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The Key to Reconciliation

The Key to Reconciliation: Guarding our Words

Read Proverbs 15:1 and Eph 4:29


"A gentle answer turns away wrath, but a harsh word stirs up anger."


The powder keg of conflict is often lit with angry words. What we say and how we say it can either defuse a conflict or escalate a conflict. When we are angry, our terms become harsh, spiteful, and aggressive. We blame and accuse. We criticize and belittle. When disputes arise, the focus quickly changes from our actions to our words. One of the most significant lies we say is, "Sticks and stones may break my bones, but words will never hurt me." The reality is that often words do far more destructive, long-term damage than any stick or stone.

In Proverbs 15:1, the sage wisely reminds us of our words and how we say them can either bring healing to relationships or further fracture them. In the second part of the verse, he points to the power of words to inflict pain. The term "harsh" is a strong word that speaks of bitter, sharp words that inflict harm upon the recipients. These are words that are spoken to cause mental anguish upon the recipient. When conflicts arise, words become the weapons we use to defeat and demoralize our enemy. The result is that the conflict further escalates. The words "stirs up" refer to arousing or exciting feelings and passions that increase the other's anger. Words, more than anything else, fuel the flames of conflict. Paul refers to these kinds of words as "unwholesome." They are words that cause further injury and hurt.

In contrast to the harsh words, the wise person responds with a different language. Instead of verbal attacks, the wise person responds with gentle words. Instead of critical, demeaning words, these words are tender and kind. They defuse rather than escalate. They literally cause the other to retrace a course.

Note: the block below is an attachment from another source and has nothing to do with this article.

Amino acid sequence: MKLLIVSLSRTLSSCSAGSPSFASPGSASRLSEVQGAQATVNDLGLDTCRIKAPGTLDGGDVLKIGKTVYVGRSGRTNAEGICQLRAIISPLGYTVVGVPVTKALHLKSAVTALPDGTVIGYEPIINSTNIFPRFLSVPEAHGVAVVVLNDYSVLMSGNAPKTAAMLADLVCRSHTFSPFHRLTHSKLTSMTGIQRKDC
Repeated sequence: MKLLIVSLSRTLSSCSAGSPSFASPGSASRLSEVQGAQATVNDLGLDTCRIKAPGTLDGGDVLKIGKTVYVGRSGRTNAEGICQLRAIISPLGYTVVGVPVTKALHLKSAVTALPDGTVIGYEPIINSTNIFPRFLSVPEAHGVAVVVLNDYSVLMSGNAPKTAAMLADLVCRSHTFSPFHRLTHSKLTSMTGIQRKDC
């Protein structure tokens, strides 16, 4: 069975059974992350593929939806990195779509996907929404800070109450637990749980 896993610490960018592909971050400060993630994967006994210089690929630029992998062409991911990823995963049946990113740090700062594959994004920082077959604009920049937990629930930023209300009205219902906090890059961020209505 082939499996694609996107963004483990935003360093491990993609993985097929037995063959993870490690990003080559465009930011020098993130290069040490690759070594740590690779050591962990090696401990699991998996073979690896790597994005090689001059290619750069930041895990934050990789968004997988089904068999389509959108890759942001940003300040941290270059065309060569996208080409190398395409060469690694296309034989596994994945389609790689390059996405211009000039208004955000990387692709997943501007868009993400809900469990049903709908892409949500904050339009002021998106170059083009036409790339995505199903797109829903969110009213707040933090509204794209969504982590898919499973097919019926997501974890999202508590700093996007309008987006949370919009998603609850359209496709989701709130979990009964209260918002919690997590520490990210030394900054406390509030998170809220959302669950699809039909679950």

In Ephesians 4:29, Paul further highlights the type of language we are to use when he states that we to speak that which brings edification and grace. The word "edify" comes from the word "house or building." Thus these kinds of words serve to bring something closer to fullness or completion. In other words, it not only builds the other person up, but it also strengthens the relationship as well. Furthermore, they are appropriate to the moment, and they communicate grace. Grace is critical in restoring relationships, for it involves overlooking others' faults and wrongs and treating them as if the offense was never made. Instead of being offended, we willingly overlook the offense.

The essential element of any conflict that will escalate or defuse is the words we say. Instead of criticizing the other person, seek to encourage them. Instead of pointing out their faults and failures, compliment them. But perhaps the best words to say, the words that are the most effective in defusing conflict, are the simple words, "I am sorry, would you forgive me." If you have a broken relationship with someone, there is no better place to start. And then the next words to say are, "I forgive you."

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